by H. Bedford-Jones
Early in the eighteenth century, one of the rising young men of New France was Rupert Callan (or, as he was better known by the Iroquois-given name, Swordflame). Irishman, Jacobite, and portionless gentleman, he had at once won the regard of those daring adventurers of the Canadas, the Le Moyne brothers.
When Pierre, leader of the brothers and their band of faithful followers—French and Canadian voyageurs and Indian braves—has set out with a French-sent fleet of five ships and a royal commission to drive the Hudson’s Bay Company from the waters and give the north country to France.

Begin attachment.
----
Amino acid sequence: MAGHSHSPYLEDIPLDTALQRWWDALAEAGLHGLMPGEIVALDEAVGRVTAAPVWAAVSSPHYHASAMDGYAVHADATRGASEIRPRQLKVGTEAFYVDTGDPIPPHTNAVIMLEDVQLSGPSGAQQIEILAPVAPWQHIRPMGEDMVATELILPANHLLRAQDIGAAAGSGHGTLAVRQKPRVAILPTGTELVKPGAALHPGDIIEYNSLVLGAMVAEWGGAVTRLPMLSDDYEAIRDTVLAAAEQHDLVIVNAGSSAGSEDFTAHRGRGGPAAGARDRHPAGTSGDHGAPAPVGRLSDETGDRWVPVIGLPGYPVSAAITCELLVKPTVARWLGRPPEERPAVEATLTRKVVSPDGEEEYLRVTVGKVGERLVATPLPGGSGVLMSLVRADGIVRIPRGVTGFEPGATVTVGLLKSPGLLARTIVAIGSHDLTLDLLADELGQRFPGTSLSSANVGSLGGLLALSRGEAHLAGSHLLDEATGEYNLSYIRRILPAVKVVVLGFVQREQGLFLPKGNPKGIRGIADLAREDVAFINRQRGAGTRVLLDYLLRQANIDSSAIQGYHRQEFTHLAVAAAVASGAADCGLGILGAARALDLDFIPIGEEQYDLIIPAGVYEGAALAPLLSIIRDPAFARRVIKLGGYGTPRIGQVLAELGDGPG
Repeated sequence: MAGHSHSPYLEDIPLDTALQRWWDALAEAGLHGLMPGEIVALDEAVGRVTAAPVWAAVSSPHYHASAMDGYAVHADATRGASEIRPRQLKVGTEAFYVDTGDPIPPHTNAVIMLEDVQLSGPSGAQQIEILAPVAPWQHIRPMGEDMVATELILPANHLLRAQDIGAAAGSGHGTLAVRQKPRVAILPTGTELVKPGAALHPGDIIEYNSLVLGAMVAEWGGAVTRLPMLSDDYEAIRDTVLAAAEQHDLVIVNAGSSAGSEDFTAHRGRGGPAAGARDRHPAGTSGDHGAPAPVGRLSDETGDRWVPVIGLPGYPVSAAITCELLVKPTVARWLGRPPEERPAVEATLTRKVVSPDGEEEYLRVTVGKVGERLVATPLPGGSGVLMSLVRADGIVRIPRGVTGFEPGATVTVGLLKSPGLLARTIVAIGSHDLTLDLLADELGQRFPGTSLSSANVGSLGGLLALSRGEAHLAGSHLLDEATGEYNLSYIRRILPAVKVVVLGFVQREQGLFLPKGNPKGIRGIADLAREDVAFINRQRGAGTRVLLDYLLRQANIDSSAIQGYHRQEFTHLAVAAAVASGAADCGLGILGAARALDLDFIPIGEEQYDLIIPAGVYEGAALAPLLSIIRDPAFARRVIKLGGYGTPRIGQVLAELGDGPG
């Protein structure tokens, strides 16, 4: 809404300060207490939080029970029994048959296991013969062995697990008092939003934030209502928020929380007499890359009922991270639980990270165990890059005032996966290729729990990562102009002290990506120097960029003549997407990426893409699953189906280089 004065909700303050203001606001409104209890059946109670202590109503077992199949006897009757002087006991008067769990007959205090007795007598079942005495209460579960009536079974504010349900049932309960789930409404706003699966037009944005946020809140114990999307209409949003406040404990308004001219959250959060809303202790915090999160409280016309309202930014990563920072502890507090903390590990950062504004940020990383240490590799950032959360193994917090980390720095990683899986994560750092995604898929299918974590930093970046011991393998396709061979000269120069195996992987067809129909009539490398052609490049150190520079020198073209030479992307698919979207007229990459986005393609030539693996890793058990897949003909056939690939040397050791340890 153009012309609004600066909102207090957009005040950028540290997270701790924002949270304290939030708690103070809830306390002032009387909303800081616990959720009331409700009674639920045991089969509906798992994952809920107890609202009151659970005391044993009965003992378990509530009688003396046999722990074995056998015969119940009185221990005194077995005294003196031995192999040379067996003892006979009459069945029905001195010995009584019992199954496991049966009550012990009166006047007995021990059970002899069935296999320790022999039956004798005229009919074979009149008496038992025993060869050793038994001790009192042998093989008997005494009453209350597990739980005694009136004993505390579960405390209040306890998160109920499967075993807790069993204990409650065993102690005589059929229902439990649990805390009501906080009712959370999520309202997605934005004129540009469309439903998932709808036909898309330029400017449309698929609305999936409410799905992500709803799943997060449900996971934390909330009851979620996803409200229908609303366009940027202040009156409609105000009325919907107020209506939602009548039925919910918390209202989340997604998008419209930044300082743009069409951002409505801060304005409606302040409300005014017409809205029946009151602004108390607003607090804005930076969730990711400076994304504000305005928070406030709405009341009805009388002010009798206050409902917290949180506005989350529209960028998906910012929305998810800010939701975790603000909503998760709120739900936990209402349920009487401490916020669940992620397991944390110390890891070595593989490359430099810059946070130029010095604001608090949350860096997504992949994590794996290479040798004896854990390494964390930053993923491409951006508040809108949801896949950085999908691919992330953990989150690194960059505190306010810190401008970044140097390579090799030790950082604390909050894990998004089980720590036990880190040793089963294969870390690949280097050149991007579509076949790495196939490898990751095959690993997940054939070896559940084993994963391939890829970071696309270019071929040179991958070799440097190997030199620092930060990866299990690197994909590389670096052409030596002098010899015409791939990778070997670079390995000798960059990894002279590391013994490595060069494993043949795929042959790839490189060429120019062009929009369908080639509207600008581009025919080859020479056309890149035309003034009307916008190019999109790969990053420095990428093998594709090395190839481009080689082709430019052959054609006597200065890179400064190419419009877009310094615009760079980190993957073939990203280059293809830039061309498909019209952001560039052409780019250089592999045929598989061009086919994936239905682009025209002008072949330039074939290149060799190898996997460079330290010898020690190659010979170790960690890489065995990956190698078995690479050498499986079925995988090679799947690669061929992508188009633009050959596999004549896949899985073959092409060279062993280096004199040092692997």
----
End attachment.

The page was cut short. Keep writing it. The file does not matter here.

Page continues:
Joining the expedition, Swordflame found himself kidnapped by the most dangerous spy and pirate of the whole north, Daggett. Bringing them into conflict with an English fleet, it would take all of Swordflame’s skill to prevail and to rescue another guest of Daggett’s: Firenze di Bernardino.
Swordfame is one of the earliest novels written by “the King of the Pulps,” H. Bedford-Jones, for the pages of The All-Story Magazine.